Graduate 2004 Western Australian Academy of Performing Arts
2005 Victorian College of the Arts
Independent dance artist…. all of the above…
….all at once…..
When I trace back down this path through dance, it starts with childhood at my local ballet school, followed by several years with the inspiring, challenging and nurturing Quantum Leap in Canberra. It continues on to tertiary dance education with some phenomenal teachers, makers and artists in their own right.
“Lone Wolf” by Lyra Theatre, directed by Jo Timmons for Edinburgh Fringe 2017. Penny Chivas longside local 13 year old schoolgirl – Sandy. Photo by Tommy Ga-Ken Wan
And it continues to the post graduating blues, realising that teaching at a Melbourne ballet school wasn’t for me, despite the school accepting and even encouraging my progressive ways of teaching ballet. I felt stuck: I wanted to keep dancing, but I also wanted to keep growing.
On a whim… really… I got a ticket to Toronto, Canada. My former housemate in Perth, an actor, had spent a year in Canada and said it was “the best thing you could do for your career”. So I did – taking a year in Melbourne to save the money I needed (working as a barrista, life model, toy-train driver at Myer, ballet teacher).
Jumping into as many classes as I could in Toronto, with the aim to make friends, and of course experience new teachers, new ways of moving, and thinking. New York was close enough to visit several times – to Movement Research, Dance New Amsterdam… anything I could get my hands on. In Toronto I worked with choreographers such as Karen Kaeja, Heidi Strauss and Pam Johnson… and spent a great deal of time studying and learning about contact improvisation, Skinner Release and Butoh as well as taking classes with some world-renowned yoga teachers. I absorbed a great deal of “modern” dance techniques, contemporary barre classes and Graham technique. (Here: dancer, dance teacher, soap-maker, life model, waitress, and swapping ballet classes for delicious food.)
On a holiday from Canada I fell head over heels in love, with Mexico. I vowed to return and learn Spanish, and have now visited seven times, partly because of a connection I made with an actor, Nicolas Nuñez, who is credited with bringing Jerzy Grotowski’s work to Latin America, and his wife, Eva de Keijer, who’s eminent in Mexico City’s dance world. With Nicolas I have trained in his unique brand of psychophysical theatre, which draws on indigenous Mexican as well as Western theatre traditions, which feeds into my dance work in new and unexpected ways. I have returned many times to both study and to teach Contact Improvisation and Instant Compositional work in this incredible country.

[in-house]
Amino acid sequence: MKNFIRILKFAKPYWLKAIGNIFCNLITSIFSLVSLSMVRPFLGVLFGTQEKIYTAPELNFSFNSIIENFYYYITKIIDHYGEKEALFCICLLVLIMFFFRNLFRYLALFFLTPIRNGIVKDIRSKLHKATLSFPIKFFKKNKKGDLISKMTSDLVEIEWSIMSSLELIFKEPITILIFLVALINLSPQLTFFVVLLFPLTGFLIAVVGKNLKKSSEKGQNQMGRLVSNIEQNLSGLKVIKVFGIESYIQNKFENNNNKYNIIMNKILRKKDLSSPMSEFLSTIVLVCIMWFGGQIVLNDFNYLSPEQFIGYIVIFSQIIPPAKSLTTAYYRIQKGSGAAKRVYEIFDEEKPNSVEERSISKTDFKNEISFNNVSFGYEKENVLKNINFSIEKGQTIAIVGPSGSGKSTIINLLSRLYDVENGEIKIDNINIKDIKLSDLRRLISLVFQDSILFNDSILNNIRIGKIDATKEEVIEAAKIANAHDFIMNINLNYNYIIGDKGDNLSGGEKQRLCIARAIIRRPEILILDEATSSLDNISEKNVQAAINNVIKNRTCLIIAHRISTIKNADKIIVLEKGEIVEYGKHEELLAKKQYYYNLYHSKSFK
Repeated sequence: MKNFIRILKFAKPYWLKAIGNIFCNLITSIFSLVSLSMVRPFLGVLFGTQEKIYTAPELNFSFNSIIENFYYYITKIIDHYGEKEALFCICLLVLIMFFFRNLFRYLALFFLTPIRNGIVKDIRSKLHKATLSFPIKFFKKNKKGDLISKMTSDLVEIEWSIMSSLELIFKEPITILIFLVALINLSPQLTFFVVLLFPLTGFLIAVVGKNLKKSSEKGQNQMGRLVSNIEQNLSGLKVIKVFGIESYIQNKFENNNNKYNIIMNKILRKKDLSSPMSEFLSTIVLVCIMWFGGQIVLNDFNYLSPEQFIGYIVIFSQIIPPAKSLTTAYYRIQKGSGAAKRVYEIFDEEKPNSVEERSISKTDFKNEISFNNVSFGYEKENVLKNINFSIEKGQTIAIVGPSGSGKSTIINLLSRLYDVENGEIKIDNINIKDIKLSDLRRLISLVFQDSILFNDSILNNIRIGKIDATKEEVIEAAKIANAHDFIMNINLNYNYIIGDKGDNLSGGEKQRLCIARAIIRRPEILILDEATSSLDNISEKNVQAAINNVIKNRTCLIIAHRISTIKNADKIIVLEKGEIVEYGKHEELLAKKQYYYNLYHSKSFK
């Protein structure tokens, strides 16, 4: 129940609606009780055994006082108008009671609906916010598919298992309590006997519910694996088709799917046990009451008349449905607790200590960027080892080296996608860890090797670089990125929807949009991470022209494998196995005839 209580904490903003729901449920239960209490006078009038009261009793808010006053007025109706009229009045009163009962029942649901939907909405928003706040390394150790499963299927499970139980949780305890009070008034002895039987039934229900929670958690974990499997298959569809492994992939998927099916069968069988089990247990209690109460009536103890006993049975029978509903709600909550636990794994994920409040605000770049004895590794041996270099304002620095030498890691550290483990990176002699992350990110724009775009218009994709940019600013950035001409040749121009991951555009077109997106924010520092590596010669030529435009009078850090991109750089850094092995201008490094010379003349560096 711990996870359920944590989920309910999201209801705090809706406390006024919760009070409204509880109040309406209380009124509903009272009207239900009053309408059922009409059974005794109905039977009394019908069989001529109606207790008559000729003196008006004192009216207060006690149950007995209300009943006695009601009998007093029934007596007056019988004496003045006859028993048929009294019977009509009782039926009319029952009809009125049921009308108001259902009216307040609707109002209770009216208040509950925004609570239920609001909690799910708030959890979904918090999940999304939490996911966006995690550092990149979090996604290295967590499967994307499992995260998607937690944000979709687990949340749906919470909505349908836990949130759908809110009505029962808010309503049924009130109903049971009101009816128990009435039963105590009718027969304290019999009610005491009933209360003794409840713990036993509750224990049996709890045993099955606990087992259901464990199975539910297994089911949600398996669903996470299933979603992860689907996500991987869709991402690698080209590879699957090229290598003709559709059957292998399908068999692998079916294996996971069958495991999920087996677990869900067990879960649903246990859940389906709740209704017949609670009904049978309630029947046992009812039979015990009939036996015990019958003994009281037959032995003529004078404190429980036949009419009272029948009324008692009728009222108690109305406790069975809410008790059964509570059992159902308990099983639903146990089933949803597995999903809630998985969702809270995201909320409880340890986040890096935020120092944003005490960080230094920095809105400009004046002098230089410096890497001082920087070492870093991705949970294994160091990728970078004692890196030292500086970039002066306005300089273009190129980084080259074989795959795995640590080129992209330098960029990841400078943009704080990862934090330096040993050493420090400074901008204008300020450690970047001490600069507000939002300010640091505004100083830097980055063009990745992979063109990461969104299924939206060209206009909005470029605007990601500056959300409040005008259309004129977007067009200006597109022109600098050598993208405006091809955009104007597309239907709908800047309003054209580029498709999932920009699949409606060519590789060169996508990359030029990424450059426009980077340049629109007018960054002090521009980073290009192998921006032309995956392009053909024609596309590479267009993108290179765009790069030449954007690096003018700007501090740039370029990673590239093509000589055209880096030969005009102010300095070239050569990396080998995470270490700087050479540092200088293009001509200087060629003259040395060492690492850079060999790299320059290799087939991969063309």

The two years I spent in Toronto were both exhilarating and challenging, but in the end I found that being unable to access medical care, apply for arts grants or welfare took too much of a toll. Time to move again, to the UK to be precise, where I have extended family, and where I could gain a five year ancestry visa.
So, after a stint back in Melbourne to earn some money, I jumped on a plane to Britain, ending up in Glasgow. Why Glasgow? London does have an allure, with all the big names and lots going on, but it seems like most dancers (and actors etc.) are drawn there, so it’s easy to get lost there, and expensive to live. In Glasgow the pace of life is slower, and the arts world smaller, meaning that I’ve met and worked with people across a multitude of theatrical forms. From theatre companies like Mischief-la-bas, Theatre Cryptic and Lyra Theatre to Scottish Opera, as well as choreographers and dance companies such as Ian Spink, Plan B and Stillmotion Arts.
In Glasgow I co-founded and directed with Tom Pritchard, a community arts organisation called @TheGlasgowJam, and we were funded by Creative Scotland to mentor people to lead contact improvisation and somatic work. I teach contact improvisation across the UK and internationally, at jams and at universities, and I’ve toured to China twice with Stillmotion’s ‘We Dance, Wee Groove’, an interactive show for children.
“We Dance, Wee Groove” by Stillmotion, Shanghai 2017. photo by Brian Hartley
Recently I taught at the Invisible Centre of Contemporary Dance (ICCD) in Tehran, Iran and it is incredibly scary and also so rewarding to teach dance in a country where dance is forbidden. There people put themselves literally on the line to grow the dance scene in the country. Sometimes, when I feel weighed down by all the administration and grant writing I have to do, I remember that dance is both a powerful political tool and a way of helping people to be free in their bodies.
BUT – I’m a little fish in the much broader scheme of things. I love to go study with a teacher by the name of Julyen Hamilton in Europe who teaches Instant Composition, and feel there is so much to learn, to wonder at, and a reminder that being an artist really is about life-long learning.
And that’s me, somewhere in the middle of all this, somehow threading it all together – performance, collaborations, teaching, administration and teaching yoga. Somehow looking up to other artists, and yet supporting others.
I wouldn’t do anything else. But it asks all of me… and gives all of me back.
Quantum Leap – the friendship, the fun and the foundation it gave me in dance has been phenomenal, and even now I continue to reflect upon my time there. I can’t recommend it enough – go there, be challenged, learn a whole lot. It was amazing. It is amazing and will continue to be so. Do it.